As temperatures rise, gardeners quickly scurry outside.
"We all have cabin fever," said Judy Sanderlin, the owner of Sanderlin's Greenhouses on Scotts Ferry Road in Appling.
Though gardeners longed for the sun during short winter days, a bout of very unseasonably warm weather into the mid-60s in January and early February was worrisome. The threat of a late winter freeze to kill all of the early sprouting plants never materialized, though, giving gardeners a head start in the garden.
"Everyone seemed to have come out really well with their early plantings," Sanderlin said. A steady stream of plant shoppers peruse her greenhouses full of bedding plants and ferns each day. "It was summer, then back to a little winter, then back to spring. It's been a roller coaster (winter)."
But as temperatures rose to the upper 80s during the first week of May, more normal temperatures and rain levels are in store for the next few months, says Jim Kilmer, a hydrometeorological technician for the National Weather Service in West Columbia, S.C.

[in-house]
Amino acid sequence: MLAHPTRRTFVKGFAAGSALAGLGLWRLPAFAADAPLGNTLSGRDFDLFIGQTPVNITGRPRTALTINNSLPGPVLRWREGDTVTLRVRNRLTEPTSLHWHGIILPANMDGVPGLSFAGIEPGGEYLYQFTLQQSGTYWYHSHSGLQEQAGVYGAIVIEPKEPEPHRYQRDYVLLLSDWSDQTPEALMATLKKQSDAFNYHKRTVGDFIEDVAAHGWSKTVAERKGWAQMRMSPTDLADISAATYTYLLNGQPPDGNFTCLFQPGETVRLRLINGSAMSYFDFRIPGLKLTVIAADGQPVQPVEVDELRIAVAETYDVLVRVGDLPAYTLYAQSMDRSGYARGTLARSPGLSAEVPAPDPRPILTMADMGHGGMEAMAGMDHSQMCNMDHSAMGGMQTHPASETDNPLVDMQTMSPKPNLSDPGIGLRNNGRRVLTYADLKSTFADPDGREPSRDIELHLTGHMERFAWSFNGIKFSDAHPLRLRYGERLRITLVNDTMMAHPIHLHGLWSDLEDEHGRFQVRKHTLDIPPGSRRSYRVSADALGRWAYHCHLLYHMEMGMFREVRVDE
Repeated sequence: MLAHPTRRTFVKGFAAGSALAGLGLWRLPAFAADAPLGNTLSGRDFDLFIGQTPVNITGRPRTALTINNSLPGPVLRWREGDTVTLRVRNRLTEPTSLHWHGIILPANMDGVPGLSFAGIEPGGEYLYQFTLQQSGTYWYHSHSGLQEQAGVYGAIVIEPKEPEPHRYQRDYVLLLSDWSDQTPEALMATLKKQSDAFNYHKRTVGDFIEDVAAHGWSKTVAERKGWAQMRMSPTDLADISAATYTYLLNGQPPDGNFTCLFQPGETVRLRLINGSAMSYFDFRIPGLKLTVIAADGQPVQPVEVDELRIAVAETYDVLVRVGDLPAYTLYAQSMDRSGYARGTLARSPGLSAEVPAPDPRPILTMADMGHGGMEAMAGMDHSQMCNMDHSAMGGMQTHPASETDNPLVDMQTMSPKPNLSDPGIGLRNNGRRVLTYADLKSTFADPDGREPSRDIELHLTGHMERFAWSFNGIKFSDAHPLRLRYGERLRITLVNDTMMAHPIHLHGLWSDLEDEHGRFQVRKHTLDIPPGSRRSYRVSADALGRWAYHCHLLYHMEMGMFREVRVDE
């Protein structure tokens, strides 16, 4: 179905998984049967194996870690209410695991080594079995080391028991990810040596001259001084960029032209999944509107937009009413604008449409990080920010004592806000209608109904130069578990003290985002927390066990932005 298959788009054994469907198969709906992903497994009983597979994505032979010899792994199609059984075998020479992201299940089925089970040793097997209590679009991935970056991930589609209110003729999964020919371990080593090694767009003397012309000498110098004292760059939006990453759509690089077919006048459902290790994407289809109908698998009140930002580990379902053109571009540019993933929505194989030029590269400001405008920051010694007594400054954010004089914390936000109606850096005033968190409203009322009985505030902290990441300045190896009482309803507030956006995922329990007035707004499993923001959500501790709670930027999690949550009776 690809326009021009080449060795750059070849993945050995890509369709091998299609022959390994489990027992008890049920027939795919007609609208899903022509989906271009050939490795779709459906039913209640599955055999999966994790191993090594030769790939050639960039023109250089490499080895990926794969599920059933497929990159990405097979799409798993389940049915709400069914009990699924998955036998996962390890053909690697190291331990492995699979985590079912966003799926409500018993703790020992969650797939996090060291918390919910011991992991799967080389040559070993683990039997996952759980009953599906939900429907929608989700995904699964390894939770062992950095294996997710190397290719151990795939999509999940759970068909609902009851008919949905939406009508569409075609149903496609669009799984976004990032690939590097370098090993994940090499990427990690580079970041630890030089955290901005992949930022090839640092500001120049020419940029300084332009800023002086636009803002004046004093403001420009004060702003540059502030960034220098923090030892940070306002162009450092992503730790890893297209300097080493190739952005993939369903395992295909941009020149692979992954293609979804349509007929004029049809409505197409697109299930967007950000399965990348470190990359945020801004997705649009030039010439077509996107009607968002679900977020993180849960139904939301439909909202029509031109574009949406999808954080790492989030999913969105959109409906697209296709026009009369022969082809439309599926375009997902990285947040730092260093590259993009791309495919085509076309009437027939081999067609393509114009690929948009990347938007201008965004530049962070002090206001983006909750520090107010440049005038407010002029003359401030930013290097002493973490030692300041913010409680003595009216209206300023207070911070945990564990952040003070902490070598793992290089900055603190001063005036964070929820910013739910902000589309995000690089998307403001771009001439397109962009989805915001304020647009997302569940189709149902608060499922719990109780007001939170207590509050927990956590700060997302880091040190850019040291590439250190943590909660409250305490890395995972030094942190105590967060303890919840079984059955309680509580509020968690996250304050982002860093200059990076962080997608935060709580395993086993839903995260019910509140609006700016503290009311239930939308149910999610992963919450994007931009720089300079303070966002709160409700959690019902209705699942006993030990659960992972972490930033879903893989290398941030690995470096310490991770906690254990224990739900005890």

Jenny Addie, the nursery manager at Green Thumb West on Davis Road in Martinez, said that despite the early start, plants are blooming on time.
"Everything is looking absolutely perfect," Addie said.
By the start of this month, Kilmer said the Augusta area had received 12.04 inches of rain since Jan. 1 - more than 4 inches below the 16.24 average for the first four months of the year, according to a weather station at Bush Field Regional Airport.
"The whole southeast is drier than normal," Kilmer said.
Sanderlin said the biggest rush of gardeners at her greenhouses was at the beginning of March and the first of April to get plants in the ground before Masters Week.
"We had the big Masters rush, now we've got the veggie gardeners in full force," Addie said. Nighttime and soil temperatures are warm enough to plant warm season vegetables including okra, eggplant, corn and field peas.
The warm temperatures not only bring out gardeners. Many enjoy doing activities outside such as washing their car.
Tommy Beaver, the manager of Top Notch Car Wash on North Belair Road, said that winter is actually the busiest time for his business.
"In the summer, we do real good, but people like to wash their own cars and get wet in the heat and all that," Beaver said.
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